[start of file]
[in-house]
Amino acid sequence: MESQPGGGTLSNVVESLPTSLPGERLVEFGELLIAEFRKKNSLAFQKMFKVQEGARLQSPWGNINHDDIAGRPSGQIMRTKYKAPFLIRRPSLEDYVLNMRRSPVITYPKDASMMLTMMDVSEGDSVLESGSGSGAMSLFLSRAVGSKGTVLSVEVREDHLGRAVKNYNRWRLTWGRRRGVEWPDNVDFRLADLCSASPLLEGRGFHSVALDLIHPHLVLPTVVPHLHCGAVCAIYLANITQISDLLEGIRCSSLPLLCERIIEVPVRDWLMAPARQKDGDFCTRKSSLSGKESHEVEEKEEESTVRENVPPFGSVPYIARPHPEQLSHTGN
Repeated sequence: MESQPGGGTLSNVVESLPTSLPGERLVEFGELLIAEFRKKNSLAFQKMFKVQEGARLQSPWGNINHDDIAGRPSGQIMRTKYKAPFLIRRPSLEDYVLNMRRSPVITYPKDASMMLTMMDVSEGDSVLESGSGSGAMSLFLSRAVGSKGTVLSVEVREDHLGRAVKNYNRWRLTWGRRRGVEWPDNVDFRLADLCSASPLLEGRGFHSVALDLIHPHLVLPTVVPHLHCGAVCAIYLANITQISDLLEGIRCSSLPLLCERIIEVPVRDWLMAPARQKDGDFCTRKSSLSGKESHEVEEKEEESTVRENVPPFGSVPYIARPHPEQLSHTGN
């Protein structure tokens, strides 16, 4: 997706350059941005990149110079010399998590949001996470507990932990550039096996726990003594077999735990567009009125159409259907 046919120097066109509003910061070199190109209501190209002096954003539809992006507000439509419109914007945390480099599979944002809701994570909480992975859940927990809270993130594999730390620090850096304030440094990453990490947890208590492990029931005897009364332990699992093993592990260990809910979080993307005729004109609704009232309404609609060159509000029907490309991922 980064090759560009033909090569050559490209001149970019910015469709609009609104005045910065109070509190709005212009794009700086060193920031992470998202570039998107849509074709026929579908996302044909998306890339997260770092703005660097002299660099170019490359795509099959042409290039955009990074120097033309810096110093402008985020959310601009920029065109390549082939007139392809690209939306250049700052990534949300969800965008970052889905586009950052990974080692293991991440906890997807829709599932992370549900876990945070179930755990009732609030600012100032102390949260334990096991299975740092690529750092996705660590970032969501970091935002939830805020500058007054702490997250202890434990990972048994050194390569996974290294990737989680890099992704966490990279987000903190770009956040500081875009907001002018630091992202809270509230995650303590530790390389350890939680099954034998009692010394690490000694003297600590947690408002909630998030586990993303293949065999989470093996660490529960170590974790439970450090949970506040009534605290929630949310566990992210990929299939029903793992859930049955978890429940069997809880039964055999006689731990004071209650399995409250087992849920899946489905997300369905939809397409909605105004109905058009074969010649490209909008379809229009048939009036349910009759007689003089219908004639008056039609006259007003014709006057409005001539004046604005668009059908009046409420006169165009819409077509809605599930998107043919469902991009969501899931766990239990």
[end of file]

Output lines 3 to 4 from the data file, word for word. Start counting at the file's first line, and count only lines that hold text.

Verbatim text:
Repeated sequence: MESQPGGGTLSNVVESLPTSLPGERLVEFGELLIAEFRKKNSLAFQKMFKVQEGARLQSPWGNINHDDIAGRPSGQIMRTKYKAPFLIRRPSLEDYVLNMRRSPVITYPKDASMMLTMMDVSEGDSVLESGSGSGAMSLFLSRAVGSKGTVLSVEVREDHLGRAVKNYNRWRLTWGRRRGVEWPDNVDFRLADLCSASPLLEGRGFHSVALDLIHPHLVLPTVVPHLHCGAVCAIYLANITQISDLLEGIRCSSLPLLCERIIEVPVRDWLMAPARQKDGDFCTRKSSLSGKESHEVEEKEEESTVRENVPPFGSVPYIARPHPEQLSHTGN
């Protein structure tokens, strides 16, 4: 997706350059941005990149110079010399998590949001996470507990932990550039096996726990003594077999735990567009009125159409259907 046919120097066109509003910061070199190109209501190209002096954003539809992006507000439509419109914007945390480099599979944002809701994570909480992975859940927990809270993130594999730390620090850096304030440094990453990490947890208590492990029931005897009364332990699992093993592990260990809910979080993307005729004109609704009232309404609609060159509000029907490309991922 980064090759560009033909090569050559490209001149970019910015469709609009609104005045910065109070509190709005212009794009700086060193920031992470998202570039998107849509074709026929579908996302044909998306890339997260770092703005660097002299660099170019490359795509099959042409290039955009990074120097033309810096110093402008985020959310601009920029065109390549082939007139392809690209939306250049700052990534949300969800965008970052889905586009950052990974080692293991991440906890997807829709599932992370549900876990945070179930755990009732609030600012100032102390949260334990096991299975740092690529750092996705660590970032969501970091935002939830805020500058007054702490997250202890434990990972048994050194390569996974290294990737989680890099992704966490990279987000903190770009956040500081875009907001002018630091992202809270509230995650303590530790390389350890939680099954034998009692010394690490000694003297600590947690408002909630998030586990993303293949065999989470093996660490529960170590974790439970450090949970506040009534605290929630949310566990992210990929299939029903793992859930049955978890429940069997809880039964055999006689731990004071209650399995409250087992849920899946489905997300369905939809397409909605105004109905058009074969010649490209909008379809229009048939009036349910009759007689003089219908004639008056039609006259007003014709006057409005001539004046604005668009059908009046409420006169165009819409077509809605599930998107043919469902991009969501899931766990239990």